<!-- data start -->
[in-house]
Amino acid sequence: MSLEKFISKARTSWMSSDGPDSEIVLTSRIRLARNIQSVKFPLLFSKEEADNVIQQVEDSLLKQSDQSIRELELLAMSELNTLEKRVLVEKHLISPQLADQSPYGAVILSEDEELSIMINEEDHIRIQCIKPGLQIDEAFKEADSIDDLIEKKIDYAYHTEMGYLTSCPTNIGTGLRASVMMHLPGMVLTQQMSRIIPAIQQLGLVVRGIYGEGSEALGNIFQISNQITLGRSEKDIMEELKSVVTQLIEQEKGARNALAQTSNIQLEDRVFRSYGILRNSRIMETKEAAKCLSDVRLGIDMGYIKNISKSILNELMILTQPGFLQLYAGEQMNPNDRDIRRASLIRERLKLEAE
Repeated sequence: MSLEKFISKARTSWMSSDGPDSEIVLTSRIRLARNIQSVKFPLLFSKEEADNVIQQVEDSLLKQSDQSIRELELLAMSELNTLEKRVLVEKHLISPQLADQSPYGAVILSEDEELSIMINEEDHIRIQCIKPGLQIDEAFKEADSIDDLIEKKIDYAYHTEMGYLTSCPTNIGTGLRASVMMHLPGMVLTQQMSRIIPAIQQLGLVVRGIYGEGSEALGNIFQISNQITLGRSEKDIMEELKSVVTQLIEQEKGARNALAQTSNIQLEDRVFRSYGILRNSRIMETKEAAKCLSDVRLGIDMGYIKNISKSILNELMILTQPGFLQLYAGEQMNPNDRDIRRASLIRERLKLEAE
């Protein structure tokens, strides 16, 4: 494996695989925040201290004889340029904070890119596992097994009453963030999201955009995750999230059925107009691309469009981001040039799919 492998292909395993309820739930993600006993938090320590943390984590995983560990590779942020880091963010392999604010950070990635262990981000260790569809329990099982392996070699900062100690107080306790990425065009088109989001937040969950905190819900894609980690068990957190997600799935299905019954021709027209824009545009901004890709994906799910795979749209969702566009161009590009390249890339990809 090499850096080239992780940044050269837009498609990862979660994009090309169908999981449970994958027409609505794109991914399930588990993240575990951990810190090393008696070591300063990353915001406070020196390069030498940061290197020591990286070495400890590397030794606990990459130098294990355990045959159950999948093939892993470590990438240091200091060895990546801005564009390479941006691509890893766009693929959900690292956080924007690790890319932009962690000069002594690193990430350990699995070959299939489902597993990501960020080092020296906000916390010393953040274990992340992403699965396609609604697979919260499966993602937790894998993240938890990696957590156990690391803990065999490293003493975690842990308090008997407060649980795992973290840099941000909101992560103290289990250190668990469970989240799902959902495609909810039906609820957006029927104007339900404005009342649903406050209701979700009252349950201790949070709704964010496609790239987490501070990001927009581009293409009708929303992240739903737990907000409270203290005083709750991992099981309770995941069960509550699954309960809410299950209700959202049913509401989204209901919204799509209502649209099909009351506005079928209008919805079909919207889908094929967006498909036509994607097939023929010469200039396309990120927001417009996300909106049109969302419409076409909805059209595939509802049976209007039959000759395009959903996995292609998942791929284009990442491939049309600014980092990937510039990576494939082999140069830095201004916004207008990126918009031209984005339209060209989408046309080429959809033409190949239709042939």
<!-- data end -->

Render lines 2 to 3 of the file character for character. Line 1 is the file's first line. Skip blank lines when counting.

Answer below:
Amino acid sequence: MSLEKFISKARTSWMSSDGPDSEIVLTSRIRLARNIQSVKFPLLFSKEEADNVIQQVEDSLLKQSDQSIRELELLAMSELNTLEKRVLVEKHLISPQLADQSPYGAVILSEDEELSIMINEEDHIRIQCIKPGLQIDEAFKEADSIDDLIEKKIDYAYHTEMGYLTSCPTNIGTGLRASVMMHLPGMVLTQQMSRIIPAIQQLGLVVRGIYGEGSEALGNIFQISNQITLGRSEKDIMEELKSVVTQLIEQEKGARNALAQTSNIQLEDRVFRSYGILRNSRIMETKEAAKCLSDVRLGIDMGYIKNISKSILNELMILTQPGFLQLYAGEQMNPNDRDIRRASLIRERLKLEAE
Repeated sequence: MSLEKFISKARTSWMSSDGPDSEIVLTSRIRLARNIQSVKFPLLFSKEEADNVIQQVEDSLLKQSDQSIRELELLAMSELNTLEKRVLVEKHLISPQLADQSPYGAVILSEDEELSIMINEEDHIRIQCIKPGLQIDEAFKEADSIDDLIEKKIDYAYHTEMGYLTSCPTNIGTGLRASVMMHLPGMVLTQQMSRIIPAIQQLGLVVRGIYGEGSEALGNIFQISNQITLGRSEKDIMEELKSVVTQLIEQEKGARNALAQTSNIQLEDRVFRSYGILRNSRIMETKEAAKCLSDVRLGIDMGYIKNISKSILNELMILTQPGFLQLYAGEQMNPNDRDIRRASLIRERLKLEAE